Haydn: How happy are you at the form of the Bath captain Ben Clarke?

John: I have no concern whatsoever. What I will say is that it is so important for us that he is out there because he is a great leader as well as a great player.

Haydn: How disappointed were you when Ben Clarke decided to leave for Richmond?

John: I was very disappointed, but I understood his reasons and I was naturally delighted to see him back at Bath.  I know it's where his career really kicked off after getting his first England cap and he is a big influence with the players.

Haydn: How much of a setback was the defeat up at Newcastle?

John: It was very disappointing that we lost as we felt it was a game we should have won.  The two or three week lay-off between fixtures didn't help us with Bath contributing a lot of representatives at both 'A' and Senior international level.  That probably benefited Newcastle, who are on the face of it a good developing side.  It felt like we had to rediscover our game.  In terms of setback, before the Newcastle game I had said in order to secure first or second spot for the play-offs, we had to just keep winning games.  After this result as far as I am concerned nothing has changed.

Haydn: What is your assessment of the performance and result against Gloucester?

John: The result was fantastic.  If you'd have said to me before the game, "You're gonna beat Gloucester by 50 points to 16." I would have said," I'll have some of that!" In terms of how we played, there is still a hell of a lot to come.   I said to JC when we came off the pitch that we'd played 20 minutes of the thirty eight the ball had been in play, so there is still a lot to come.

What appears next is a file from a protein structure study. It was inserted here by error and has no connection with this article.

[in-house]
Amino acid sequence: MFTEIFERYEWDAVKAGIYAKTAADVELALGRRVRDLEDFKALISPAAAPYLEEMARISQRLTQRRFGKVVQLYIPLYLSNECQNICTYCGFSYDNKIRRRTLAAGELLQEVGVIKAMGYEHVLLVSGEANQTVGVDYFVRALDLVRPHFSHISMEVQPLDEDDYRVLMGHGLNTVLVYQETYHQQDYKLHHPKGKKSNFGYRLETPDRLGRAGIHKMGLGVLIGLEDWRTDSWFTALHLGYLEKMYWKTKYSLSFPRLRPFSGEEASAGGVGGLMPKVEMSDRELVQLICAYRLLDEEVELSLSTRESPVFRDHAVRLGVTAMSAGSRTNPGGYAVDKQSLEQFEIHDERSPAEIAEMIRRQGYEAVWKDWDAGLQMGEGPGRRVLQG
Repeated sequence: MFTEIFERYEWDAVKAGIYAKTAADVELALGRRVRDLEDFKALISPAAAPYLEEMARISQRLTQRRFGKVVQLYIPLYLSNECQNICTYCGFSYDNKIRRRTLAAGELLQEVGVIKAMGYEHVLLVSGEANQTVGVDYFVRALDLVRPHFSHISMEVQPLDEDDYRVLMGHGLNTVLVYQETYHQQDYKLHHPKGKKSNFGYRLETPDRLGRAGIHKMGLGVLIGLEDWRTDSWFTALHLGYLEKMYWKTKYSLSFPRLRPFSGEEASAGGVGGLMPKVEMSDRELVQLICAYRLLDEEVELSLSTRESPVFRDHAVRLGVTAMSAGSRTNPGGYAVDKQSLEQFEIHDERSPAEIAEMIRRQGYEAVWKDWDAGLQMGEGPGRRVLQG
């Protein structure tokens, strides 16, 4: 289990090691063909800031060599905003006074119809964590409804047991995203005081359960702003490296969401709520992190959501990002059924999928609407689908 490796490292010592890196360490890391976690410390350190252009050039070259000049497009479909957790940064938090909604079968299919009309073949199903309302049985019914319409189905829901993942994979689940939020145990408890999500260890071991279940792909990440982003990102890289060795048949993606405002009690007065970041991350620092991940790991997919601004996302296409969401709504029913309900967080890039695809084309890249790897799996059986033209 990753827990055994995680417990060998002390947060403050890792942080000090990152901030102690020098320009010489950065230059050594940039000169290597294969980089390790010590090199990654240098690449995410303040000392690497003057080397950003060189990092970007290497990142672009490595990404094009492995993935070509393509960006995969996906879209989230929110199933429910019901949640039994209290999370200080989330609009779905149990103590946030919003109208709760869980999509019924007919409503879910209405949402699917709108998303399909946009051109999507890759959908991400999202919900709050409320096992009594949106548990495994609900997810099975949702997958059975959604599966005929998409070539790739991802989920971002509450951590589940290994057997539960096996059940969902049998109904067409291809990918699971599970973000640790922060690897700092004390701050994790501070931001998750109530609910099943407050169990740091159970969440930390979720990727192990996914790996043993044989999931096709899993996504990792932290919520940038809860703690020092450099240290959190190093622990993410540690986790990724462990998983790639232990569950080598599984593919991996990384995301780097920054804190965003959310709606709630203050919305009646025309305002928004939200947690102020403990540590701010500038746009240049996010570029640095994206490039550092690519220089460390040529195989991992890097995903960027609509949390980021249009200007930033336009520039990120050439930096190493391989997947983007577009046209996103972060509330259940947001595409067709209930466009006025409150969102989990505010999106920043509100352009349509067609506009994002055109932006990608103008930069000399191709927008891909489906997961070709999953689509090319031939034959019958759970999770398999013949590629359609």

Haydn: How did you take the defeats away at Bristol and at home in the Cup to Gloucester this season?

John: I have different feelings about those games. As to Bristol I was sorry.... disappointed is not the right word.  It was because of the huge history between us and the fact we didn't play well, I just felt "Oh my God I'm in Bristol and they've won, just get me out of here" in a "beam me up Scotty sort of way."  It was a big day for them and I remember seeing Malcom Pearce run on the pitch afterwards celebrating with Dean Ryan and some of the old Bath lads which was a bit of a sickener. But I didn't dwell on it for too long. The Gloucester game was very different simply because the second half performance was so poor.   It was very disappointing to lose in that manner after being in control of the game.   Not because it was Gloucester and they hadn't won on the Rec for so long, but because it was down to us.  I am the worst loser in the world, I hate it.  Okay I'll put a brave face on it afterwards and I'm polite and gracious in defeat, but inside it really hurt.  To me rugby's all about winning.

Haydn: To what do you attribute the 'never say die' mentality of the team in your playing days?